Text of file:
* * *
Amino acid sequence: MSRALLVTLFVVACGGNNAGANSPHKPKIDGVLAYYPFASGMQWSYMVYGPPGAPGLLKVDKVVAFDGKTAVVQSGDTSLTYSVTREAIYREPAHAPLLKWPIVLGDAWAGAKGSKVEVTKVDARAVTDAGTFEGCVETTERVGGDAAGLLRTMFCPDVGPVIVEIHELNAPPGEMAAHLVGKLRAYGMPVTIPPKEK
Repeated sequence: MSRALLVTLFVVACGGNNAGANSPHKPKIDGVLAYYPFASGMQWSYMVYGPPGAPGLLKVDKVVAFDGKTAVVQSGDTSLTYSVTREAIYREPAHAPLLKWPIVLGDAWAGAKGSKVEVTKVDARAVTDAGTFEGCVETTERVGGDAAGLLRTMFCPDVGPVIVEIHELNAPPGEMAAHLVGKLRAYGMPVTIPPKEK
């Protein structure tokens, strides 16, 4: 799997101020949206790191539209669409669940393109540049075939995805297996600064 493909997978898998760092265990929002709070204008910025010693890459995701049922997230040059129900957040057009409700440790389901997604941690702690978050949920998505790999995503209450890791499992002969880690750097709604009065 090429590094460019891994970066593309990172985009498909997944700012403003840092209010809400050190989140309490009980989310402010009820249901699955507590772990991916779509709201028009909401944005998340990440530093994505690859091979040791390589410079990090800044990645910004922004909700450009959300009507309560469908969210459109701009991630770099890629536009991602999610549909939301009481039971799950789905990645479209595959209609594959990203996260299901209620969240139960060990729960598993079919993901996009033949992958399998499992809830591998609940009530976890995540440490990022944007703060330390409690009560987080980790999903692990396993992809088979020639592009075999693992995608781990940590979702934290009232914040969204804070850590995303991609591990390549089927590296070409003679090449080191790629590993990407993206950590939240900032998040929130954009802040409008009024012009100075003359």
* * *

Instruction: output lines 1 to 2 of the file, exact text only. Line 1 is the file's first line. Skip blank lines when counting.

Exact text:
Amino acid sequence: MSRALLVTLFVVACGGNNAGANSPHKPKIDGVLAYYPFASGMQWSYMVYGPPGAPGLLKVDKVVAFDGKTAVVQSGDTSLTYSVTREAIYREPAHAPLLKWPIVLGDAWAGAKGSKVEVTKVDARAVTDAGTFEGCVETTERVGGDAAGLLRTMFCPDVGPVIVEIHELNAPPGEMAAHLVGKLRAYGMPVTIPPKEK
Repeated sequence: MSRALLVTLFVVACGGNNAGANSPHKPKIDGVLAYYPFASGMQWSYMVYGPPGAPGLLKVDKVVAFDGKTAVVQSGDTSLTYSVTREAIYREPAHAPLLKWPIVLGDAWAGAKGSKVEVTKVDARAVTDAGTFEGCVETTERVGGDAAGLLRTMFCPDVGPVIVEIHELNAPPGEMAAHLVGKLRAYGMPVTIPPKEK